WOCCU Secures Religious Edict or "Fatwa" for IFC in Afghanistan
LAGHMAN, Afghanistan -- The World Council of Credit Unions has received a Fatwa, a religious edict or ruling on Islamic law issued by an Islamic scholar, from the head of a mosque and an Islamic religious school here. The edict endorses the Laghman Investment and Finance Cooperative to do business.
Under the rigors of Islamic law, Shari'a--buying and selling--is legal, but the charging of interest is forbidden.
The Fatwa states:
"As we know Islam is a holy religion and a complete faith. In Islam all the issues are clearly and brightly solved. Laghman Investment and Finance Cooperative is a legal organization because the way that they are lending and transacting with the members is in the murabahah system...even if the members are receiving cash from the Laghman IFC, it gives assurances that they are using it in a legal way. They will start their business in order to avoid people going into illegal activities such as stealing money, robbery and cheating due to unemployment. From the income derived from the capital they borrow from Laghman IFC they will enjoy an honest living with their family.
"We want to mention that this Laghman Investment and Finance Cooperative shares its profit (dividend) and loss (if there is no dividend they will not receive one) with the members because they are the owners. With this, now we can say that the transactions are fair and legal in accordance with the Islamic Laws.
"All the members of Laghman Investment and Finance Cooperative are sharing the profit of LIFC because they are the users and the owners and LIFC is serving them. If something bad happens to LIFC, it would be a great loss to the people of Laghman. If Laghman Investment and Finance Cooperative will grow, people will benefit on its profit and use of its services.
"Therefore, with the above reasons, we can say that all transactions of LIFC are lawful and in accordance with the Islamic Law.
"Peace be upon you.
Signed: Mulaia Abdullah (Muhmmadi), Mullah of a Mosque in Laghman Province, and: Qari Hameed (Nazari), Teacher of a Madrassa (an Islamic
Obtaining the Fatwa supports the thesis behind WOCCU's January report titled, "Supporting Credit Union Development in Afghanistan," written by researcher Robert Weiland. Weiland asserts that credit unions may well be the best financial entities to serve Muslim populations.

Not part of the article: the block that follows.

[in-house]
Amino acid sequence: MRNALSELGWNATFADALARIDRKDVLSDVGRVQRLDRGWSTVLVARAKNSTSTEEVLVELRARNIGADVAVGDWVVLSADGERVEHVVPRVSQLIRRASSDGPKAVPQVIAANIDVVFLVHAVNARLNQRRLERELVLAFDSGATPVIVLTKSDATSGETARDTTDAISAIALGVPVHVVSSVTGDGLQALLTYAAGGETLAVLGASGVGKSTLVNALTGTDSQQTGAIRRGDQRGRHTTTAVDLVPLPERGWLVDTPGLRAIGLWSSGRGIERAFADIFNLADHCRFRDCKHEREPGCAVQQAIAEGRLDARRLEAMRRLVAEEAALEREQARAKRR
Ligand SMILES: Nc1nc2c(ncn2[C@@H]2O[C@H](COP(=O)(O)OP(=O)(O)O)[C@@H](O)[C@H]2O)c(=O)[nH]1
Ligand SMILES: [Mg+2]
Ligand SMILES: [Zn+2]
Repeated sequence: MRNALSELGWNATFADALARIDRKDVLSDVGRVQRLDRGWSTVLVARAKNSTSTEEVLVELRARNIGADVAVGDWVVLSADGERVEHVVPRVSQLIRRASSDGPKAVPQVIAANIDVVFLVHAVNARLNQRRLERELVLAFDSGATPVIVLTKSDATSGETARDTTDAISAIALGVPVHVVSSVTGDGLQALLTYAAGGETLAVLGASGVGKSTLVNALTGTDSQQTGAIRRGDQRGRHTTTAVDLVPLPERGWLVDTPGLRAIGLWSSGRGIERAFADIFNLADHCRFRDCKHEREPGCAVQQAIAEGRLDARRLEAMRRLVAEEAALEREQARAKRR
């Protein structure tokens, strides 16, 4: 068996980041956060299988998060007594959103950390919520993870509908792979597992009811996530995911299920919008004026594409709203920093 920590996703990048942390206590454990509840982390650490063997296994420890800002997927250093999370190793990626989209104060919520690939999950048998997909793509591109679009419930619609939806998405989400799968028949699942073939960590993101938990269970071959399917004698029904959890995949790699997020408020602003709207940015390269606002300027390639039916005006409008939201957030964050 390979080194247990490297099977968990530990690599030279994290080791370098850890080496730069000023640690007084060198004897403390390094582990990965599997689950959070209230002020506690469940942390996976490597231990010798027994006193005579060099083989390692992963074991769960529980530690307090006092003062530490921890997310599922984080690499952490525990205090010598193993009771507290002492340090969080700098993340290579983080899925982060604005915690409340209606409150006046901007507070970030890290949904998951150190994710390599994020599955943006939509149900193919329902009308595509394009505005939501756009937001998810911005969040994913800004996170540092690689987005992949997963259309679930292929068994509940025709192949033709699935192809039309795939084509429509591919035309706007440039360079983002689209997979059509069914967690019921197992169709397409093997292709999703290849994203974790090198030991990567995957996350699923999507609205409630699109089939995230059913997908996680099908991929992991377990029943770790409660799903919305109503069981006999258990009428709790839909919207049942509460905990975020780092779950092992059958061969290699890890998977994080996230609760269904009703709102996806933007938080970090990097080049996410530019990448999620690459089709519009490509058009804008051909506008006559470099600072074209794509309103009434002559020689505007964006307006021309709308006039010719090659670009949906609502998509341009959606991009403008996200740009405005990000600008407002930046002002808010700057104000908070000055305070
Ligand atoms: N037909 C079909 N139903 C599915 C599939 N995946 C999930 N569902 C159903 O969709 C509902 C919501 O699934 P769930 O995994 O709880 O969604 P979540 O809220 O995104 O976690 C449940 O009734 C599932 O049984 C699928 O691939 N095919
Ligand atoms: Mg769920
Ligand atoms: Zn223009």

WOCCU helped organize two credit unions in 2004 with funding provided by the Microfinance Support Facility for Afghanistan. They were Balkh Savings and Credit union in Mazar-e-Shariff and Jawswan Savings and Credit Union in Sheberghan, according to the report.
The report--available on WOCCU's Web site (www.woccu.org)--details loan and savings products and services that are Shari'a-compliant. It also stresses that there may be details of Shari'a compliance that escape outsiders, so it recommends further technical assistance from experts on Islamic finance in developing its Afghanistan program.
An important conclusion, however, "is that mutual institutional ownership is a viable, if not necessary, way to structure an Islamist financial institution.
"To a certain extent this requirement is driven by religious prohibitions, but it might also have practical application in Afghanistan, especially with respect to employing local sanctions in a credit union's operation. Credit unions introduced to the country will be foreign phenomena until their members truly accept ownership of them. By complying with local and religious practice the credit union will make its services more recognizable to members, allowing them to more easily accept ownership of the institution."
Members cannot be repaid a fixed-return on deposits under Islamic law, but they can receive a share of the institution's net gains annually. For investment capital to increase should either involve trade or a sharing of the risks between borrower and lender.